The charge for building rights in Sao Paulo does not seem to have affected the profitability for developers. On the contrary, increasing the floor areas ratio in some areas of the city contributed to enhancing the developers’ rates of return. Unlike property tax revenues that recur annually, revenues from the sale of building rights will fade in time as the additional building potential is exhausted. However, future changes in the master plan may provide greater building potential for these areas.
Another instrument that was effectively used in the 2002 Master Plan for Sao Paulo is the Special Zones of Social Interests (ZEIS). The purpose of these ZEIS were to discourage land speculation; recognition of the rights of residents over the land they occupy; implementation of land regularisation programmes; recognition of the need to improve quality of life through upgrading; and recognition of the need to generate income for residents.
The application of the principle of the social function of property, embedded in the 2002 Strategic master Plan for Sao Paulo, enabled the enactment of municipal legislation that clearly separates the right of ownership from the right to build. As a result, the traditional notion of all-encompassing property rights is no longer sustained, and land ownership cannot override the public interest or take precedence over the social function of property. Consequently, existing building rights can be reduced without landowners being entitled to monetary compensation simply because their hopes have been dashed.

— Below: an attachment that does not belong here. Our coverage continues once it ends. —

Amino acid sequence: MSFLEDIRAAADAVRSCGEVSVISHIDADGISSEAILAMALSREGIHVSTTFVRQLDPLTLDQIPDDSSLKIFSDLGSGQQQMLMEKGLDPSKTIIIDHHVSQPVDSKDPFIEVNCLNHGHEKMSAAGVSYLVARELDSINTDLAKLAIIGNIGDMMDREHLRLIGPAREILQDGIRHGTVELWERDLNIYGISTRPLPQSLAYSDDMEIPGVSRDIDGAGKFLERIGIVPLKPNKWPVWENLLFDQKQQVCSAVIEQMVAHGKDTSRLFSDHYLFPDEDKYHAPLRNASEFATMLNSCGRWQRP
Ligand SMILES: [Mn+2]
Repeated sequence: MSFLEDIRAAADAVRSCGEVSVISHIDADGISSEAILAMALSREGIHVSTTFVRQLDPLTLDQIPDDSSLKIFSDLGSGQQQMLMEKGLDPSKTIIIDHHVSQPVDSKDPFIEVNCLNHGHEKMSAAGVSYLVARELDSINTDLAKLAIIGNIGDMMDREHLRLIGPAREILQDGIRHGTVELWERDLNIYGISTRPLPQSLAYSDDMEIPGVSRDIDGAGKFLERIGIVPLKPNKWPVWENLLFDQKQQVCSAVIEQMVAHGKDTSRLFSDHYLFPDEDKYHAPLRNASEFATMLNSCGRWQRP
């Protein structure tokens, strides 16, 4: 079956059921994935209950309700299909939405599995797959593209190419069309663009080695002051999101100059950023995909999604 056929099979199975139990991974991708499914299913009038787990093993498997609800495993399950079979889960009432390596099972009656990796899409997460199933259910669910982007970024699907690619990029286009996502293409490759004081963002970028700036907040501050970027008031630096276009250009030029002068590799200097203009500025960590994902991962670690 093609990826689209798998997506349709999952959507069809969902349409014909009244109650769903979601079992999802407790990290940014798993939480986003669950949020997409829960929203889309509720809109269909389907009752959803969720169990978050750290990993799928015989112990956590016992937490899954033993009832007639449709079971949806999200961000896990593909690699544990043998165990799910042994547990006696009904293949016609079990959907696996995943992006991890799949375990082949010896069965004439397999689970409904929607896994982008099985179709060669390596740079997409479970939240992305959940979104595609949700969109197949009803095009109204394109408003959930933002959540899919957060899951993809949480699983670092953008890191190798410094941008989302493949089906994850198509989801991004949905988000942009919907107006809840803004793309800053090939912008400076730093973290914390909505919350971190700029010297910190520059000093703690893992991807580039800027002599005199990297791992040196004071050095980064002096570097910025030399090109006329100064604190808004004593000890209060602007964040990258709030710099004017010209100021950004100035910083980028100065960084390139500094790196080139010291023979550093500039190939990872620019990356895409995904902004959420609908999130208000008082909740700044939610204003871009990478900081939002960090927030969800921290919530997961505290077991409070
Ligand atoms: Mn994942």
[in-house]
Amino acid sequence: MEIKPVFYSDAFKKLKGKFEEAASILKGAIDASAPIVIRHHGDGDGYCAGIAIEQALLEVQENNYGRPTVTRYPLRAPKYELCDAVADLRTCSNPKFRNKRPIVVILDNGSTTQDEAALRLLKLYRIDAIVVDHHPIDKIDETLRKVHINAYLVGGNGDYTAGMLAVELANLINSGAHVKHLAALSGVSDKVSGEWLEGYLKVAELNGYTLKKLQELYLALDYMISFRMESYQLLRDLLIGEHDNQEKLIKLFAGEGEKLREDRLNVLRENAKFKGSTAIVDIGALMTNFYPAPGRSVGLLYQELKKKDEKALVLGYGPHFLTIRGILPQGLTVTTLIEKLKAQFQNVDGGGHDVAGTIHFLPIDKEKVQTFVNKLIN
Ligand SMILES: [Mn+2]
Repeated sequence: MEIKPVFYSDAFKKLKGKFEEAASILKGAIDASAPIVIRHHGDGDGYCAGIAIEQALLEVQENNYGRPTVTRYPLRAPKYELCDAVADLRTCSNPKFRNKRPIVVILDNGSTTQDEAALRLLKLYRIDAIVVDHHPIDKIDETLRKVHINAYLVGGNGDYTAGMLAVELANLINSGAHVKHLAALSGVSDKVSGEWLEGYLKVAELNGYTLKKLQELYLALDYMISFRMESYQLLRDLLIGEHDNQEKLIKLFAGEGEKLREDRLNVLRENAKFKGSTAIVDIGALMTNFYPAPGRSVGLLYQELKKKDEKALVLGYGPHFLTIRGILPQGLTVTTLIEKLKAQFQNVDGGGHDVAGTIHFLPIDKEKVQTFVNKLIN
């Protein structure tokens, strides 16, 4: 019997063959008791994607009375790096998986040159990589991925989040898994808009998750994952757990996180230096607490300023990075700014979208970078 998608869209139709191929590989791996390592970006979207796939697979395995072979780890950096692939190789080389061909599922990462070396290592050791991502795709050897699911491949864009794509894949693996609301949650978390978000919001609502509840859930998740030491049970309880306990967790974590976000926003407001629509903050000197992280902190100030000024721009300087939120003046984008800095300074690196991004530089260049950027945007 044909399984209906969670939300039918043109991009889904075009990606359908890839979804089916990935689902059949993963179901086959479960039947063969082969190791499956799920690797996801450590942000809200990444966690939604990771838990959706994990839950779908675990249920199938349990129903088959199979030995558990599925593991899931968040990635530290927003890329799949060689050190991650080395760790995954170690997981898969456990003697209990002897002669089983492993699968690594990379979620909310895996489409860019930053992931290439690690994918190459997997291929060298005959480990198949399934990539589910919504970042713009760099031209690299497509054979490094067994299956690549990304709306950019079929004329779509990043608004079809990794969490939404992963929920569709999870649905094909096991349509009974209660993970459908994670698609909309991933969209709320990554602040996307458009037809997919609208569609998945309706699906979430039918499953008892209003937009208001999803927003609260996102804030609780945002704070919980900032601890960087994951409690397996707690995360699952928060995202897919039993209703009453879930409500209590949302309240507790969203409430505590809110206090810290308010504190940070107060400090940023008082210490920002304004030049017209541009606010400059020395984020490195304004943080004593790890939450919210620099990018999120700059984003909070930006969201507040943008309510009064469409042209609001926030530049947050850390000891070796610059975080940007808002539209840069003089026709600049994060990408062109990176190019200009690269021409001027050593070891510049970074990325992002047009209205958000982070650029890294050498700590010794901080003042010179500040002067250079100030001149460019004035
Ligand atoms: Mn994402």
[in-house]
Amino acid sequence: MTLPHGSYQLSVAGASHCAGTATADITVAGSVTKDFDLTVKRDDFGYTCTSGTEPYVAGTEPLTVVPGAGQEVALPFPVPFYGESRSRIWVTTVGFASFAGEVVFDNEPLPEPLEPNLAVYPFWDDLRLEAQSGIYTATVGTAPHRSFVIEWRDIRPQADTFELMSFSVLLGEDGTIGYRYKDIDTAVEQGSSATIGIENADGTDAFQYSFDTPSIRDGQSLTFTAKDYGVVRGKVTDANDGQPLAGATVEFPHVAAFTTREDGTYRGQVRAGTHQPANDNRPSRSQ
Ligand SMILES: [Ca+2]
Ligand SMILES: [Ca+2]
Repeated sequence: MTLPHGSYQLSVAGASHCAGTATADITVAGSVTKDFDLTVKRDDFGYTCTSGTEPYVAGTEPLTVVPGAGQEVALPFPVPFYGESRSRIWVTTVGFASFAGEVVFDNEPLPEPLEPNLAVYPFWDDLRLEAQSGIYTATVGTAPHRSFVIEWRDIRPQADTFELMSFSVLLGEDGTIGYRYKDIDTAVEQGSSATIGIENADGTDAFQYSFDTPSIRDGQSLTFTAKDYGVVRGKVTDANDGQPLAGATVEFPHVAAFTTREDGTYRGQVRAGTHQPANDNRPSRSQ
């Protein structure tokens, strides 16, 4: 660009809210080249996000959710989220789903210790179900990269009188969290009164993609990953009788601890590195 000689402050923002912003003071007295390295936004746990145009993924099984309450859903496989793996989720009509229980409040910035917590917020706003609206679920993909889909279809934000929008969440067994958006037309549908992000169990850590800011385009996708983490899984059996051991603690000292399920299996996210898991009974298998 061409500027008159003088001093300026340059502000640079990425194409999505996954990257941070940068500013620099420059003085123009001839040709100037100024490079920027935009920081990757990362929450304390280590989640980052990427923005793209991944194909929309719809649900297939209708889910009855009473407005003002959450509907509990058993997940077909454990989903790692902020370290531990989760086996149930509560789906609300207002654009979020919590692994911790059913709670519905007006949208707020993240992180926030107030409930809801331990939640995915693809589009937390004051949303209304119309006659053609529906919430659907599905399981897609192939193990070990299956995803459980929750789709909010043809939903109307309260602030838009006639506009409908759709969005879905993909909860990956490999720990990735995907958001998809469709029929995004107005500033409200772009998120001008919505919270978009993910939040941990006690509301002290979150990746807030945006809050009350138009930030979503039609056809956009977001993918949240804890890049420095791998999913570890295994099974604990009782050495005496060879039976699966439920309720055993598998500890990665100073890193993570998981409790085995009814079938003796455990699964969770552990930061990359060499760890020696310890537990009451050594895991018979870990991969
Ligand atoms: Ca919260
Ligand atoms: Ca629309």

The use of innovative property taxation and land value mechanisms to finance affordable housing, serviced land and infrastructure to enable access for the urban poor is practiced in many developed and developing countries with great effect. In South Africa however, these tools are under-developed and insufficiently mainstreamed. The limited reach of land management policy and regulatory systems, and an unregulated land and property market contribute to growing inequality, poverty, marginalization, and spatial segregation. Land value tax and other land value capture mechanisms as a source of additional revenue for local municipalities are absent from urban development policy.
Moreover, South Africa has a tax system that encourages land speculation and contributes to urban sprawl, resulting in the unsustainable and inefficient functioning of our cities. Many commentators on land and property taxation are of the opinion that the scrapping of the tax on land only in favour of a tax on both land and buildings was short-sighted, given that there are many advantages of taxing only land. Advantages include, intensifying land use; recouping the value of public investment in local amenities to the government; discouraging vacant possession for speculative purposes; inhibiting urban sprawl by bringing unused land into the market; encouraging equal access by bringing the price of land to more affordable levels; and dampening price escalation.
Some Important Lessons for South Africa